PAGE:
The meek to monster transformation took place quickly, soon after his freshman season. Rainey scored five points as a freshman, then really blossomed in the 1994- 95 season. His average soared to 18.8 while playing a pretty good Robin to Murray State’s Batman, junior Marcus Brown, who averaged 22.4 points while earning his first OVC Player of the Year award.
After the basketball banquet following his freshman year, Edgar and his wife came across Rainey dribbling his way to the Carr Health Building for a late night shoot around.
“I remember Coach saying 'Me and (Marcus) Brown Promise you a championship next year,'” Rainey told Ledger and Times sportswriter Steve Parker in 1995. “When I came here I was thinking.... Murray State, I could go in with my potential and talent and get by.
“The biggest thing that made me come back was my mom. She raised me by herself and she taught me to never quit, no matter what. I wanted out of here last year but she knew that I wouldn't be giving myself a chance.”
Brown took the honor for a second time as a senior by sporting a 26.4 scoring average while Rainey poured in 19.4 points.
Rainey finished his career with 1,888 points, good for sixth at the time on Murray State’s all-time scoring. As a senior, Rainey averaged 21.9 points, 8.2 rebounds and shot 77.4 percent from the line.
During that senior season, with Brown gone, but high-scoring shooting guard D.T. Mayes moving in from the junior college ranks, the Racers beat Austin Peay 88-85 in overtime in the OVC Tournament championship, and then nearly knocked off second-seeded Duke in the NCAA Tournament. Rainey scored 23 points and grabbed 10 rebounds, both team highs, as the No. 15 seed Racers fell short, 71-68.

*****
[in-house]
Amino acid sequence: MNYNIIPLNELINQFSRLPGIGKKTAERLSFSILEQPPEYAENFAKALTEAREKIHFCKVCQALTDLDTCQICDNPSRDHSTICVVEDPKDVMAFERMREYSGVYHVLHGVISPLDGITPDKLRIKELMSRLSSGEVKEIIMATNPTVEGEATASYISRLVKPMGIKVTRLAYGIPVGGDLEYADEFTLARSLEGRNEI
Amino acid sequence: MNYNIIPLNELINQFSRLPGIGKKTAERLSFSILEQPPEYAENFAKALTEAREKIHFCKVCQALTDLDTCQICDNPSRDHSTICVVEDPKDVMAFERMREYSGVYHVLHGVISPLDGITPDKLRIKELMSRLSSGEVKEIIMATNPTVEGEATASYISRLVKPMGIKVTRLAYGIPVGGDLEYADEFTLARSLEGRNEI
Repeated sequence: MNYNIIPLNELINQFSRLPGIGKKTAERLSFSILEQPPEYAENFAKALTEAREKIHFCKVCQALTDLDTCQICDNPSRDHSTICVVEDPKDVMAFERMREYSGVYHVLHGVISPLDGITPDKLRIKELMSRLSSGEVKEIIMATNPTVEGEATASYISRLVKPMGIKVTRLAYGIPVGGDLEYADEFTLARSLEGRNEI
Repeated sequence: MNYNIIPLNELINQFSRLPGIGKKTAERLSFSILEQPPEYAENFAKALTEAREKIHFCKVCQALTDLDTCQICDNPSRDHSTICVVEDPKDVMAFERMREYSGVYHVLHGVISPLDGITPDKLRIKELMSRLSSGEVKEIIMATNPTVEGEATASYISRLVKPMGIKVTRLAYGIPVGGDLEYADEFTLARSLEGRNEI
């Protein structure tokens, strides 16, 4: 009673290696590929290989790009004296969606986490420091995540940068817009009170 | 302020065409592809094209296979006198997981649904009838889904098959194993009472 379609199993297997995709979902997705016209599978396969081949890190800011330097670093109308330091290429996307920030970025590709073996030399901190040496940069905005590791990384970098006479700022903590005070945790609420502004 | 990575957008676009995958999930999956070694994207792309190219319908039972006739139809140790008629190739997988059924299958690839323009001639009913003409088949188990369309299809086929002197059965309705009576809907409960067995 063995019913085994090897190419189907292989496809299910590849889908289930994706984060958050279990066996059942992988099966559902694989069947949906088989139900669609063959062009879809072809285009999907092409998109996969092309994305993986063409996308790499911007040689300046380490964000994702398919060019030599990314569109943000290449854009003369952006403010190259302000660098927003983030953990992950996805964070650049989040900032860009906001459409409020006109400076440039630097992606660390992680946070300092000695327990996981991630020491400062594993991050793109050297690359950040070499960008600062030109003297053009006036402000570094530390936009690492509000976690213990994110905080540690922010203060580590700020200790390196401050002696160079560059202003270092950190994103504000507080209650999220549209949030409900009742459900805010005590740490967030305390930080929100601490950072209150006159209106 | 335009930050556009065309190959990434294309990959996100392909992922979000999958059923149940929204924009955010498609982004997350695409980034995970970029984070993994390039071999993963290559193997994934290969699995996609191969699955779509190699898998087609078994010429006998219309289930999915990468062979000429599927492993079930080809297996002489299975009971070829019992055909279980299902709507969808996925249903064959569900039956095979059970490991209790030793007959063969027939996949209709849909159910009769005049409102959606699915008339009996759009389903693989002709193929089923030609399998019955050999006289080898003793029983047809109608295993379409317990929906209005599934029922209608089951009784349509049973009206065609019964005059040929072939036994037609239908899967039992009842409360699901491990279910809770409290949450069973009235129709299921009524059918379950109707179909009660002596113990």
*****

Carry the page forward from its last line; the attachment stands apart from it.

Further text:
Rainey had his share of monster games. In December of his senior season at home against Alcorn State, he poured in a career-high 43 points while hitting 15 of 22 field goals and 12 of 15 free throws. He scored 33 and ripped off 12 rebounds that year in a win against arch-rival Austin Peay. And in the regular-season finale, Rainey hung 32 points on Tennessee State. He also had 13 boards and made 12 of 13 free throws in that game.
Rainey’s legacy includes hitting a late 3-pointer against Duke that helped pull the Racers within upset range, and a last-second heave from 75 feet that hit the backboard, a shot that had it fell would have forced overtime.
Following the game, Rainey asked Duke coach Mike Krzyzewski for his autograph.
Believe it or not!